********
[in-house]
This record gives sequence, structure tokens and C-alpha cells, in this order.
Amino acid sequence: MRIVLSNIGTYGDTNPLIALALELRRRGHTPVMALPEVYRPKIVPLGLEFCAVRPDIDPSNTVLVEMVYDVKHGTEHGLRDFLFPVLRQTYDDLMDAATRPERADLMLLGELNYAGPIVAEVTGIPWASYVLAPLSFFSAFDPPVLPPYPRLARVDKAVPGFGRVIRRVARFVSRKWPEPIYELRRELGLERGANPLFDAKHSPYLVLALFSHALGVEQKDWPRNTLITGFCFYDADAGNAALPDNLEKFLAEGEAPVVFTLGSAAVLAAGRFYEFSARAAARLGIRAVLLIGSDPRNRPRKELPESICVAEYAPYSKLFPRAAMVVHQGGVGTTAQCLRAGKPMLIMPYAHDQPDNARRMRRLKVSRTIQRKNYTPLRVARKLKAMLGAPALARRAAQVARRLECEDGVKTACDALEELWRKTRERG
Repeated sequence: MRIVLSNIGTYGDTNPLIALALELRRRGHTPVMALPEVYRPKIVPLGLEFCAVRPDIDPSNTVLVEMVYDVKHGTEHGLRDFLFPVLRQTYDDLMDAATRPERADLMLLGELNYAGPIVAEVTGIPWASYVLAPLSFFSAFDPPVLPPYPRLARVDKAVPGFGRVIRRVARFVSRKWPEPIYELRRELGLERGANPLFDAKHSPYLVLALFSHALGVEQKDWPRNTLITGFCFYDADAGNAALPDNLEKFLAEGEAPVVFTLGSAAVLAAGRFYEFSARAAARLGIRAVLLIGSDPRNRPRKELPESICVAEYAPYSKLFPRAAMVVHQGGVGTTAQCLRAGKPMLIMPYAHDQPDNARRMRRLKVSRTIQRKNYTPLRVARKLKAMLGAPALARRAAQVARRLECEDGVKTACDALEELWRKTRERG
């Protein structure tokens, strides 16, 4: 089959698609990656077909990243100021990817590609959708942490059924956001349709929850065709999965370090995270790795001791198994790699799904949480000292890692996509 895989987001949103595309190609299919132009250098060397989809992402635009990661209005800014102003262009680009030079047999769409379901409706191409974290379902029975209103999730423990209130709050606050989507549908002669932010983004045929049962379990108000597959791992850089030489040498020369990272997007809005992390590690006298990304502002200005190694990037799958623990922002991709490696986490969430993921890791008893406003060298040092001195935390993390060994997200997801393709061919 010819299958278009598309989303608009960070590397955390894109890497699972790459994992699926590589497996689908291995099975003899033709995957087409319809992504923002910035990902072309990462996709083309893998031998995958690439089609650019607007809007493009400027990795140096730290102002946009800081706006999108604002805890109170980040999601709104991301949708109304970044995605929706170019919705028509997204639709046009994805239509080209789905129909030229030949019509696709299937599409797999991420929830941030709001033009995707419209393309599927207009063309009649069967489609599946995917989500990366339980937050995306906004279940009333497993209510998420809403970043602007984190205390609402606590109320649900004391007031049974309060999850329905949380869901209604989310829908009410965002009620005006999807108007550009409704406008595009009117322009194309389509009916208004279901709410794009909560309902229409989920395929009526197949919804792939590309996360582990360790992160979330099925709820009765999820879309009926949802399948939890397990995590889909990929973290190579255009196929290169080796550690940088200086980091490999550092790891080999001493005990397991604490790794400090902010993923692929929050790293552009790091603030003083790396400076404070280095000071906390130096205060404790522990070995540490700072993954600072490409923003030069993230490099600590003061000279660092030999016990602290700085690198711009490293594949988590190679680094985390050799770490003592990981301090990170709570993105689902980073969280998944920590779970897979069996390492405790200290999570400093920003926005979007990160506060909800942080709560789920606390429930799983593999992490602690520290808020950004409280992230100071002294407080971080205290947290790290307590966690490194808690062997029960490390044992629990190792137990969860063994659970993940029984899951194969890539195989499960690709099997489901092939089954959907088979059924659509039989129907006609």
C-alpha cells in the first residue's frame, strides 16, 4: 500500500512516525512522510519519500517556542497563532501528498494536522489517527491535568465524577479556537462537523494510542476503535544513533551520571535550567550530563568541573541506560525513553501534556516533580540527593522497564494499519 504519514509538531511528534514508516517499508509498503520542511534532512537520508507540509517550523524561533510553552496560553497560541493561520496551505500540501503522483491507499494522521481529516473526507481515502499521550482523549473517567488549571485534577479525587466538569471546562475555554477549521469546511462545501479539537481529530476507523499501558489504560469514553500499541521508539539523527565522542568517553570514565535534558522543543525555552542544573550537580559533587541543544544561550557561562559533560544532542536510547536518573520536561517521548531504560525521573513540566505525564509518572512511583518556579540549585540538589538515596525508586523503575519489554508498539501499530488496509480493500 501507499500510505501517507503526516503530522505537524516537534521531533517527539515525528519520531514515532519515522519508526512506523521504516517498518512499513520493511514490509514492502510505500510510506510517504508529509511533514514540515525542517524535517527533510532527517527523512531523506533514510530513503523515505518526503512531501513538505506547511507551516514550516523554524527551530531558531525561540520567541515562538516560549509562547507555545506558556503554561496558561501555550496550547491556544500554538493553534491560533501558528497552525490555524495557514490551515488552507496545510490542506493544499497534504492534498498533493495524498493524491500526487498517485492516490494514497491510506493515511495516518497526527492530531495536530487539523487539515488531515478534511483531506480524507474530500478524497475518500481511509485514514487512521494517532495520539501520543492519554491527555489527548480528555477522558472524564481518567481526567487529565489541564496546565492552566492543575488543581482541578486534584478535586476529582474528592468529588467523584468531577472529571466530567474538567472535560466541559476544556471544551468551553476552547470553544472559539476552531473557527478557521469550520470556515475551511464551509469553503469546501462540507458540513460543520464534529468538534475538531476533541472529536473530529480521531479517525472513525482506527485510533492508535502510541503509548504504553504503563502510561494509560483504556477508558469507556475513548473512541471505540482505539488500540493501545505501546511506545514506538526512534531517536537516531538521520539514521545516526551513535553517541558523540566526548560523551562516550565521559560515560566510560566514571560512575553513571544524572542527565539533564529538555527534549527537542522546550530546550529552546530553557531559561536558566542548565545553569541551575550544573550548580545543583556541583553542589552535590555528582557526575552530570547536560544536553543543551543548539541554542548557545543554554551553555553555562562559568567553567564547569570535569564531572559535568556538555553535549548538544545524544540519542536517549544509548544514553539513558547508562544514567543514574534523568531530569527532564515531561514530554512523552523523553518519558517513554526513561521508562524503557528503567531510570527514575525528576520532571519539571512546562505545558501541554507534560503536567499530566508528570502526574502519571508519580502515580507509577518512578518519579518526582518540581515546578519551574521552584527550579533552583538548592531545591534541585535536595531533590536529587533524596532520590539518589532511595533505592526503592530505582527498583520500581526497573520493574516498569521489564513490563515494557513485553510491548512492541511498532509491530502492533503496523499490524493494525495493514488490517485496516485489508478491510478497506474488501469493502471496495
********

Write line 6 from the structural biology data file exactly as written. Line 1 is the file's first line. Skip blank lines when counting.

C-alpha cells in the first residue's frame, strides 16, 4: 500500500512516525512522510519519500517556542497563532501528498494536522489517527491535568465524577479556537462537523494510542476503535544513533551520571535550567550530563568541573541506560525513553501534556516533580540527593522497564494499519 504519514509538531511528534514508516517499508509498503520542511534532512537520508507540509517550523524561533510553552496560553497560541493561520496551505500540501503522483491507499494522521481529516473526507481515502499521550482523549473517567488549571485534577479525587466538569471546562475555554477549521469546511462545501479539537481529530476507523499501558489504560469514553500499541521508539539523527565522542568517553570514565535534558522543543525555552542544573550537580559533587541543544544561550557561562559533560544532542536510547536518573520536561517521548531504560525521573513540566505525564509518572512511583518556579540549585540538589538515596525508586523503575519489554508498539501499530488496509480493500 501507499500510505501517507503526516503530522505537524516537534521531533517527539515525528519520531514515532519515522519508526512506523521504516517498518512499513520493511514490509514492502510505500510510506510517504508529509511533514514540515525542517524535517527533510532527517527523512531523506533514510530513503523515505518526503512531501513538505506547511507551516514550516523554524527551530531558531525561540520567541515562538516560549509562547507555545506558556503554561496558561501555550496550547491556544500554538493553534491560533501558528497552525490555524495557514490551515488552507496545510490542506493544499497534504492534498498533493495524498493524491500526487498517485492516490494514497491510506493515511495516518497526527492530531495536530487539523487539515488531515478534511483531506480524507474530500478524497475518500481511509485514514487512521494517532495520539501520543492519554491527555489527548480528555477522558472524564481518567481526567487529565489541564496546565492552566492543575488543581482541578486534584478535586476529582474528592468529588467523584468531577472529571466530567474538567472535560466541559476544556471544551468551553476552547470553544472559539476552531473557527478557521469550520470556515475551511464551509469553503469546501462540507458540513460543520464534529468538534475538531476533541472529536473530529480521531479517525472513525482506527485510533492508535502510541503509548504504553504503563502510561494509560483504556477508558469507556475513548473512541471505540482505539488500540493501545505501546511506545514506538526512534531517536537516531538521520539514521545516526551513535553517541558523540566526548560523551562516550565521559560515560566510560566514571560512575553513571544524572542527565539533564529538555527534549527537542522546550530546550529552546530553557531559561536558566542548565545553569541551575550544573550548580545543583556541583553542589552535590555528582557526575552530570547536560544536553543543551543548539541554542548557545543554554551553555553555562562559568567553567564547569570535569564531572559535568556538555553535549548538544545524544540519542536517549544509548544514553539513558547508562544514567543514574534523568531530569527532564515531561514530554512523552523523553518519558517513554526513561521508562524503557528503567531510570527514575525528576520532571519539571512546562505545558501541554507534560503536567499530566508528570502526574502519571508519580502515580507509577518512578518519579518526582518540581515546578519551574521552584527550579533552583538548592531545591534541585535536595531533590536529587533524596532520590539518589532511595533505592526503592530505582527498583520500581526497573520493574516498569521489564513490563515494557513485553510491548512492541511498532509491530502492533503496523499490524493494525495493514488490517485496516485489508478491510478497506474488501469493502471496495